Energy Diet

To begin with, I have to mention that more than 95 percent of electricity production in our province comes from hydroelectricity. Hydro-Québec, the state-owned utility, controls the electricity supply. Historically, prices have been low, and major energy consumption in houses comes from electricity use. Natural gas and petrol are sometimes used for cooking or heating, but electricity still represents the main demand. Households pay a price so low that the reduction of our energy consumption comes from an ecological, rather than a financial, incentive.

Water is an undervalued resource. The costs of water services in the residential sector range from 0.50 to 0.60 cents per cubic meter. Generally, in Canada, public water supplies are on a uniform rate structure, in other words, the excessive use is at no cost to the consumer. Fore more detailled information click here !

Let’s look at a clear (explicit!) example. I calculated (thanks to Hydro-Québec simulator) the cost of using a standard dishwasher (6 gallons per wash, at an average of 2 kilowatt hours per wash) twice a week in Québec (200kwh total): an annual cost of $14.76 (mostly it equals 200kwh x $.07395 – energy cost). And since water is almost free to use for the average person in Canada, it’s more than affordable–it’s CHEAP!

Let’s compare with other countries considered to have a similar standard of living. The costs are calculated using average prices of 2011 (http://www.energy.eu/). The equivalent consumption would cost, in Canadian dollars :

  • $51 in Spain (200kwh x 0,1839€ x 1,3827 (currency conversion) )
  • $65 in Netherlands
  • $35 in France
  • $70 in Germany
  • $23 in the United States
  • Even if the average revenues of households might be a little higher in some of these countries, the cost difference is enormous. And it’s only a dishwasher… It’s not a surprise that our energy consumption per capita in Québec is one of the highest in the world.  YES, we do have extremely cold (Brrrrrrrrrrrrrr!) winters, but Canadians have no clear financial interest to reduce their consumption.

    Electricity is mainly produced from a renewable source in the province’s northern territories, where few people live. One of our biggest challenges is to raise the awareness of Québec’s urban population. Though one could argue that even heavily taxed products are still strongly consumed by the population, we can think higher electricity prices could help us dieting. Since we don’t want to (and can’t)  blame only the political or economical system for our consumption, let’s have a look at what we can do to put Canadians to the diet.

    Our own situation

    We live in an old apartment where oil is used for heating, unlike most of the households. The only control for the heating system and is on the ground floor apartment. We live two levels higher (on third floor) meaning we could open the windows of the apartment when it’s freezing outside and it wouldn’t change the global consumption. What to do in such a passive situation? We’ve identified a few actions to undertake this week. You’re invited to add other actions we could undertake to reduce energy consumption this week!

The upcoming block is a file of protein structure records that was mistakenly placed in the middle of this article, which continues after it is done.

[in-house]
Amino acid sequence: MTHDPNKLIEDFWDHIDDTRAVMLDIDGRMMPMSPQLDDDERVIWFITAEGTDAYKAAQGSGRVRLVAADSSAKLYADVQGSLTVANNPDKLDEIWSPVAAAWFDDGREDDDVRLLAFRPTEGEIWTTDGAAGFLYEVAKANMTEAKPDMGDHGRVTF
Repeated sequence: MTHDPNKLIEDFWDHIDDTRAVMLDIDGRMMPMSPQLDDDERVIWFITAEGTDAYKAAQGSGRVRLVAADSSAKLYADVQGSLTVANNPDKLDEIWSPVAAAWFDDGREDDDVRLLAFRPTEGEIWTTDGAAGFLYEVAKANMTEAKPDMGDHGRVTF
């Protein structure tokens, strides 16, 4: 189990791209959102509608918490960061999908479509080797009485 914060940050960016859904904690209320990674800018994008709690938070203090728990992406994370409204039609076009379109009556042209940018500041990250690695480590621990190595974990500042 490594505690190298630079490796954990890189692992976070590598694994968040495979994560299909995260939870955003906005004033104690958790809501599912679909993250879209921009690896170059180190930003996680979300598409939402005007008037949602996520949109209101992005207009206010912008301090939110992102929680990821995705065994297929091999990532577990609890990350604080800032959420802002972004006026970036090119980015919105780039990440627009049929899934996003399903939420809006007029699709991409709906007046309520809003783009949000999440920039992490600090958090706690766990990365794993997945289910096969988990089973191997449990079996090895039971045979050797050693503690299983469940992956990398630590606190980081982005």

Here’s a list of our initiatives:

    –       We bought a thermometer to have information on the exact temperature of the apartment. Eventually (since it’s normally really HOT), we’ll ring the guys with the control system and ask them to lessen some stress on the heating system. We would like to achieve a reduction of consumed oil;

    –       We’re also using thermometer to find (multiple) places where cold air gets in. We bought plastic film to boost the apartment insulation;

    –       Since electricity appliances use energy when plugged but not in use, we’ll unplug them until we need to use them;

    –       We’re going vegetarian for next week!

    We’ll keep you posted on our achievement, and we’re waiting for your suggestions !

    Jean-Denis

     

    Comments

    1. David
      United Kingdom
      November 10, 2011, 8:04 am

      If 95% of energy consumption is from renewable resources then, instead of trying to reduce All energy usage, wouldn’t it make more sense to drive an initiative to migrate more of the remaining 5% alternatives also over to renewable?
      No doubt it would also lead to a similar reduction in wasted energy but more importantly it would be directed at reducing use of diminishing fossil fuels.
      Hmm. It would be interesting to see the dishwasher cost figure for UK.
      Regards,
      David

    2. Alexandra
      San Francisco
      November 18, 2011, 1:50 pm

      David, there wouldn’t be enough space on the planet for all the wind turbines and photovoltaic arrays that would be required to supply energy to our ever growing energy needs at the rate they’re going (and, yes, energy usage per capita is actually growing all over the world as I write this). We _must_ reduce energy consumption per capita as the global population increases in addition to migrating to renewables. The problem is too big to be tackled with one answer. We have to use all our tools in the box now.